What to Expect During a Nonprofit Audit Process

Julleen Snyder, Partner at Jacobson Jarvis

Special to the Philanthropy Journal

By Julleen Snyder

The Importance of Audits for Nonprofits

Although audits can be a nerve-wracking, tedious process, conducting an audit for your nonprofit is an important way to build your reputation for integrity and provide transparency to your board members, donors, and the public. The audit process is also a time to get advice on your financial practices and determine what can be improved. The auditors will issue a report on your organization to your board of directors that speaks to whether or not your organization fairly represents your current financial position without material inaccuracies or misrepresentation. 

Jacobson Jarvis LogoUnderstanding how to prepare for a nonprofit audit and what to expect during and after the process can help reduce the stress and anxiety you might be feeling in the days leading up to the procedure. Here’s what to know.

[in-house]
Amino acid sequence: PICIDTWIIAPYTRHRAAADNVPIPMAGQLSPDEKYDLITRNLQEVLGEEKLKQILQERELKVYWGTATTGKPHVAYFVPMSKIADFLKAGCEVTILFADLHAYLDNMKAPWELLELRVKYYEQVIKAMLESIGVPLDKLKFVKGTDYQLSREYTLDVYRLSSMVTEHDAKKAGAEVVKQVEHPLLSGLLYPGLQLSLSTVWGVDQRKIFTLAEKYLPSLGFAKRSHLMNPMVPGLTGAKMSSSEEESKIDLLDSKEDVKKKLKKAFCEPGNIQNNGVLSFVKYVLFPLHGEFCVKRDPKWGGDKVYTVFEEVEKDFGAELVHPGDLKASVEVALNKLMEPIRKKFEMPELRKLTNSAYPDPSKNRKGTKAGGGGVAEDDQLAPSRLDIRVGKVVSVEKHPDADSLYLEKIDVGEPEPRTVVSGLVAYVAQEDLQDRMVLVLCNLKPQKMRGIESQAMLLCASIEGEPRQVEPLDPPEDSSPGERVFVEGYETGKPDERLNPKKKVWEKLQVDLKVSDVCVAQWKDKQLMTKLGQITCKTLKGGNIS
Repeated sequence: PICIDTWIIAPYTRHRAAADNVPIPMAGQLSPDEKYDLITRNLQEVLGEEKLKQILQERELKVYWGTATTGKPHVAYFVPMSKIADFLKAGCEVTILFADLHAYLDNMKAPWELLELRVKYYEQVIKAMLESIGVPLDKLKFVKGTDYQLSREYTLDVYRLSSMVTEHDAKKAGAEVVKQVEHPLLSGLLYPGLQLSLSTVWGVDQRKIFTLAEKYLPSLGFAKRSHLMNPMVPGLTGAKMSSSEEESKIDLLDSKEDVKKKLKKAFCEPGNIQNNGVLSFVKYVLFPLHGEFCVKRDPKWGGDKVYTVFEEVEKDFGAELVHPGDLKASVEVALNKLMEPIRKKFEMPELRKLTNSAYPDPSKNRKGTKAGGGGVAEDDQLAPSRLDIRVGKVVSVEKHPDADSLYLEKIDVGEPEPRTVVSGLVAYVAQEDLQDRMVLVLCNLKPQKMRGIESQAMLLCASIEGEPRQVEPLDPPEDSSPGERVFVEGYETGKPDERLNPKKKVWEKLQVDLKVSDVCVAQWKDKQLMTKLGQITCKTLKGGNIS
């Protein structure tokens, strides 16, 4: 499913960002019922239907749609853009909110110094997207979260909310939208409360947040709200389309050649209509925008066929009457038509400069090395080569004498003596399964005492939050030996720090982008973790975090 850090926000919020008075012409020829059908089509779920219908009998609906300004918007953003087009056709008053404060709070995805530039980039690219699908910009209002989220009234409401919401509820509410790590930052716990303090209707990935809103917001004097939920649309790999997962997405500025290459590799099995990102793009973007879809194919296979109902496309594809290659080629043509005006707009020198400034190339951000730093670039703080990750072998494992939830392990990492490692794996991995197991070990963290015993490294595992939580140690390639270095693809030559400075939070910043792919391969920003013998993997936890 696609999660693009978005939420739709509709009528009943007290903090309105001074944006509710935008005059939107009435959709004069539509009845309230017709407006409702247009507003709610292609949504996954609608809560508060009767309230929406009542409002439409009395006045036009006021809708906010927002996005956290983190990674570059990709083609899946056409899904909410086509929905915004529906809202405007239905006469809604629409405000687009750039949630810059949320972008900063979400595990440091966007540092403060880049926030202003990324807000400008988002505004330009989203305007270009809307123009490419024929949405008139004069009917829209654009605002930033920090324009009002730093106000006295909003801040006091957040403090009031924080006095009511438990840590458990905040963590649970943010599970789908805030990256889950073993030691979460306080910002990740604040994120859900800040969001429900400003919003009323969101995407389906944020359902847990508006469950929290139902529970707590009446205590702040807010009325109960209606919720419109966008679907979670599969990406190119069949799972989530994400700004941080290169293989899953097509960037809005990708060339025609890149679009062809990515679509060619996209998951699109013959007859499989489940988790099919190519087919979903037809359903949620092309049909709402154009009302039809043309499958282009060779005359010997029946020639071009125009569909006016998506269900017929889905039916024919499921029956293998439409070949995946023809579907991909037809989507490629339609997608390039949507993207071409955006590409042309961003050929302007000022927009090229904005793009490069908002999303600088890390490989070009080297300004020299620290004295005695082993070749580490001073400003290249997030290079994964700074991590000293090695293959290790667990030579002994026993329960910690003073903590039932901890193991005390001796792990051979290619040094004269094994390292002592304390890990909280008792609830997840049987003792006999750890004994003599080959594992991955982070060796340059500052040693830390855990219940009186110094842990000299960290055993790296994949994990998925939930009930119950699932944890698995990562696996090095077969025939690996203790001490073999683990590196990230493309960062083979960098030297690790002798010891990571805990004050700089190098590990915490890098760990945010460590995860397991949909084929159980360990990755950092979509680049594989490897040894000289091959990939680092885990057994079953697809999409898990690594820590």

How to Prep Your Nonprofit for an Upcoming Audit

Adhere to Year-Round Protocols

Above all, ensure that your organization follows certain protocols, values, financial accountability, and precautions year-round so that everyone can feel more at ease during the time of the audit.

Create an Audit Committee

If possible, set up an audit committee. Separate from your board of directors, an audit committee will be a designated group that establishes controls and communicates directly with the auditors on-site before and after the process to ensure everything goes as smoothly as possible.